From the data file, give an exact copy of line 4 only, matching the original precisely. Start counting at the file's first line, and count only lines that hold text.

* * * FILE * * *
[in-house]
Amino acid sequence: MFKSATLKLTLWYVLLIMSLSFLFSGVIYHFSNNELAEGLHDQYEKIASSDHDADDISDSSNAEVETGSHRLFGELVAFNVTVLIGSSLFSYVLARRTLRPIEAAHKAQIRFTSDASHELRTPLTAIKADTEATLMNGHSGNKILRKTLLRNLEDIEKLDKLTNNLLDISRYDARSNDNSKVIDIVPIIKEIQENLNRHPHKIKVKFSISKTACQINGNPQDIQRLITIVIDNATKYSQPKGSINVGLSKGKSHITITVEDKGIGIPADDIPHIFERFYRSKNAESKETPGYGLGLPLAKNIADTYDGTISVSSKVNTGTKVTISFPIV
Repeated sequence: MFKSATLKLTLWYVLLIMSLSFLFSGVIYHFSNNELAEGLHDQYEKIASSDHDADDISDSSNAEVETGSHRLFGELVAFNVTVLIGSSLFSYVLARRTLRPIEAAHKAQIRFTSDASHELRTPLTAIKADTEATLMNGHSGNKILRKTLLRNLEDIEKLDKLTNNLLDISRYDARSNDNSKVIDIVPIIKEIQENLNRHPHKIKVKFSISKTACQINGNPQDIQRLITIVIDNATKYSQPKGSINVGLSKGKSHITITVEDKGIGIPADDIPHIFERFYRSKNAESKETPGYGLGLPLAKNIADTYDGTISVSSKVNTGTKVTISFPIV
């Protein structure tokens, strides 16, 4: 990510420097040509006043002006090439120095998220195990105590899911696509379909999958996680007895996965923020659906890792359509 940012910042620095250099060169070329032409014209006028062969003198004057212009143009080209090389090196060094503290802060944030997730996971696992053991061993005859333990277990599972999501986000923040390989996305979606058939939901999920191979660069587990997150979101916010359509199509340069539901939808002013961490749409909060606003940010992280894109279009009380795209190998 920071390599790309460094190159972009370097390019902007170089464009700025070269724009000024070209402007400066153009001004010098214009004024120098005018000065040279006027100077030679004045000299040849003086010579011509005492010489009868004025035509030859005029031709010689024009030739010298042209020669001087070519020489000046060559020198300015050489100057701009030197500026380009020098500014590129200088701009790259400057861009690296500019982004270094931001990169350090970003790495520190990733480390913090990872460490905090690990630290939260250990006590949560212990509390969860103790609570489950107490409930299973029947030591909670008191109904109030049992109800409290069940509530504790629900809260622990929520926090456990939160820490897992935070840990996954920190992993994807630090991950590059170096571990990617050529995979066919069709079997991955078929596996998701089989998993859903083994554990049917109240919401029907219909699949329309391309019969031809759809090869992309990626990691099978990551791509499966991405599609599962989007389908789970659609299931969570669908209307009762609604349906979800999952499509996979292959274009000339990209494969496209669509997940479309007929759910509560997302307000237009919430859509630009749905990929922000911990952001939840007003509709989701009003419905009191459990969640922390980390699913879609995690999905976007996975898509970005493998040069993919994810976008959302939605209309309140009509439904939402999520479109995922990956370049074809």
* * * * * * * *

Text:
């Protein structure tokens, strides 16, 4: 990510420097040509006043002006090439120095998220195990105590899911696509379909999958996680007895996965923020659906890792359509 940012910042620095250099060169070329032409014209006028062969003198004057212009143009080209090389090196060094503290802060944030997730996971696992053991061993005859333990277990599972999501986000923040390989996305979606058939939901999920191979660069587990997150979101916010359509199509340069539901939808002013961490749409909060606003940010992280894109279009009380795209190998 920071390599790309460094190159972009370097390019902007170089464009700025070269724009000024070209402007400066153009001004010098214009004024120098005018000065040279006027100077030679004045000299040849003086010579011509005492010489009868004025035509030859005029031709010689024009030739010298042209020669001087070519020489000046060559020198300015050489100057701009030197500026380009020098500014590129200088701009790259400057861009690296500019982004270094931001990169350090970003790495520190990733480390913090990872460490905090690990630290939260250990006590949560212990509390969860103790609570489950107490409930299973029947030591909670008191109904109030049992109800409290069940509530504790629900809260622990929520926090456990939160820490897992935070840990996954920190992993994807630090991950590059170096571990990617050529995979066919069709079997991955078929596996998701089989998993859903083994554990049917109240919401029907219909699949329309391309019969031809759809090869992309990626990691099978990551791509499966991405599609599962989007389908789970659609299931969570669908209307009762609604349906979800999952499509996979292959274009000339990209494969496209669509997940479309007929759910509560997302307000237009919430859509630009749905990929922000911990952001939840007003509709989701009003419905009191459990969640922390980390699913879609995690999905976007996975898509970005493998040069993919994810976008959302939605209309309140009509439904939402999520479109995922990956370049074809």